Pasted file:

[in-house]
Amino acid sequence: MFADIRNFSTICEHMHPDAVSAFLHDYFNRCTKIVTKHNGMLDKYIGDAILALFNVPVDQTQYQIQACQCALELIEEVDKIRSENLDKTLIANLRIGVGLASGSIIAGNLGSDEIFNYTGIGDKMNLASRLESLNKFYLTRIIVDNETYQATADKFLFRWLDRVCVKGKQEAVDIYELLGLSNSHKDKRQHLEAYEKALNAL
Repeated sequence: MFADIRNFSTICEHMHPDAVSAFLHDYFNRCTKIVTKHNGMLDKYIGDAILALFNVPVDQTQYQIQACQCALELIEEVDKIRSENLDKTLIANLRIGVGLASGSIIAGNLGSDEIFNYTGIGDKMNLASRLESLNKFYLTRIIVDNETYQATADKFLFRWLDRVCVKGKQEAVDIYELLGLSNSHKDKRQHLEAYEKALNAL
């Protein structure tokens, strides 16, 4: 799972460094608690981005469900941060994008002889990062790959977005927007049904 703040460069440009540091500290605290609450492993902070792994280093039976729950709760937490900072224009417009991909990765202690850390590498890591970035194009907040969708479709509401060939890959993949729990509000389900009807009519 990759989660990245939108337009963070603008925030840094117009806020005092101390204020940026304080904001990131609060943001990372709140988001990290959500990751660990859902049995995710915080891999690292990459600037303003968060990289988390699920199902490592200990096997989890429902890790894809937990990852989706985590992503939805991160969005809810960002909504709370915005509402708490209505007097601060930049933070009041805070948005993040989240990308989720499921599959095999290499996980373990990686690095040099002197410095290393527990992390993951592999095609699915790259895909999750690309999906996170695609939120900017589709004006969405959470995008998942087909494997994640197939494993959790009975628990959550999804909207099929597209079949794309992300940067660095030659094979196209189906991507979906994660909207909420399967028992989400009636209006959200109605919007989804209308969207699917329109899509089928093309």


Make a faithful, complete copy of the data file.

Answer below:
[in-house]
Amino acid sequence: MFADIRNFSTICEHMHPDAVSAFLHDYFNRCTKIVTKHNGMLDKYIGDAILALFNVPVDQTQYQIQACQCALELIEEVDKIRSENLDKTLIANLRIGVGLASGSIIAGNLGSDEIFNYTGIGDKMNLASRLESLNKFYLTRIIVDNETYQATADKFLFRWLDRVCVKGKQEAVDIYELLGLSNSHKDKRQHLEAYEKALNAL
Repeated sequence: MFADIRNFSTICEHMHPDAVSAFLHDYFNRCTKIVTKHNGMLDKYIGDAILALFNVPVDQTQYQIQACQCALELIEEVDKIRSENLDKTLIANLRIGVGLASGSIIAGNLGSDEIFNYTGIGDKMNLASRLESLNKFYLTRIIVDNETYQATADKFLFRWLDRVCVKGKQEAVDIYELLGLSNSHKDKRQHLEAYEKALNAL
């Protein structure tokens, strides 16, 4: 799972460094608690981005469900941060994008002889990062790959977005927007049904 703040460069440009540091500290605290609450492993902070792994280093039976729950709760937490900072224009417009991909990765202690850390590498890591970035194009907040969708479709509401060939890959993949729990509000389900009807009519 990759989660990245939108337009963070603008925030840094117009806020005092101390204020940026304080904001990131609060943001990372709140988001990290959500990751660990859902049995995710915080891999690292990459600037303003968060990289988390699920199902490592200990096997989890429902890790894809937990990852989706985590992503939805991160969005809810960002909504709370915005509402708490209505007097601060930049933070009041805070948005993040989240990308989720499921599959095999290499996980373990990686690095040099002197410095290393527990992390993951592999095609699915790259895909999750690309999906996170695609939120900017589709004006969405959470995008998942087909494997994640197939494993959790009975628990959550999804909207099929597209079949794309992300940067660095030659094979196209189906991507979906994660909207909420399967028992989400009636209006959200109605919007989804209308969207699917329109899509089928093309």